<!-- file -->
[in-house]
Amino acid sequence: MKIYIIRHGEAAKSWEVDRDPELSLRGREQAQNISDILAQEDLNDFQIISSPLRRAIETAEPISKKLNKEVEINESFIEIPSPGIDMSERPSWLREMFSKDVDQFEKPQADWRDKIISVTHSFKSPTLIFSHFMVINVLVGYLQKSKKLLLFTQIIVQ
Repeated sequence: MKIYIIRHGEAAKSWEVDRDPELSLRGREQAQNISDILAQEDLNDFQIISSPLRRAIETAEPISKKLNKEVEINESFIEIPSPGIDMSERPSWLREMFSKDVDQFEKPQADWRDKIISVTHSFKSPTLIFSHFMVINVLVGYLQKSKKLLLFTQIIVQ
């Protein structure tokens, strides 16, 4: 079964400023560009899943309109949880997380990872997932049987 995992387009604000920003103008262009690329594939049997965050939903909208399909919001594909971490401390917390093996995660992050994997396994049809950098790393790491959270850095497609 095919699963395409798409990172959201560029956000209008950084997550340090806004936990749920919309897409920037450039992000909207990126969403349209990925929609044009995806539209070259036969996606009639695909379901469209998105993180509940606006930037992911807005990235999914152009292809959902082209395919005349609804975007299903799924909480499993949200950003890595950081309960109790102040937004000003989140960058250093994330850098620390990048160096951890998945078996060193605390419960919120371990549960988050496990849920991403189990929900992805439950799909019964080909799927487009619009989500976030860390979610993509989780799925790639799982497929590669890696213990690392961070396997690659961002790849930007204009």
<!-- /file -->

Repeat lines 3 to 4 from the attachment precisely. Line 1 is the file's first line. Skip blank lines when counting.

Repeated sequence: MKIYIIRHGEAAKSWEVDRDPELSLRGREQAQNISDILAQEDLNDFQIISSPLRRAIETAEPISKKLNKEVEINESFIEIPSPGIDMSERPSWLREMFSKDVDQFEKPQADWRDKIISVTHSFKSPTLIFSHFMVINVLVGYLQKSKKLLLFTQIIVQ
């Protein structure tokens, strides 16, 4: 079964400023560009899943309109949880997380990872997932049987 995992387009604000920003103008262009690329594939049997965050939903909208399909919001594909971490401390917390093996995660992050994997396994049809950098790393790491959270850095497609 095919699963395409798409990172959201560029956000209008950084997550340090806004936990749920919309897409920037450039992000909207990126969403349209990925929609044009995806539209070259036969996606009639695909379901469209998105993180509940606006930037992911807005990235999914152009292809959902082209395919005349609804975007299903799924909480499993949200950003890595950081309960109790102040937004000003989140960058250093994330850098620390990048160096951890998945078996060193605390419960919120371990549960988050496990849920991403189990929900992805439950799909019964080909799927487009619009989500976030860390979610993509989780799925790639799982497929590669890696213990690392961070396997690659961002790849930007204009």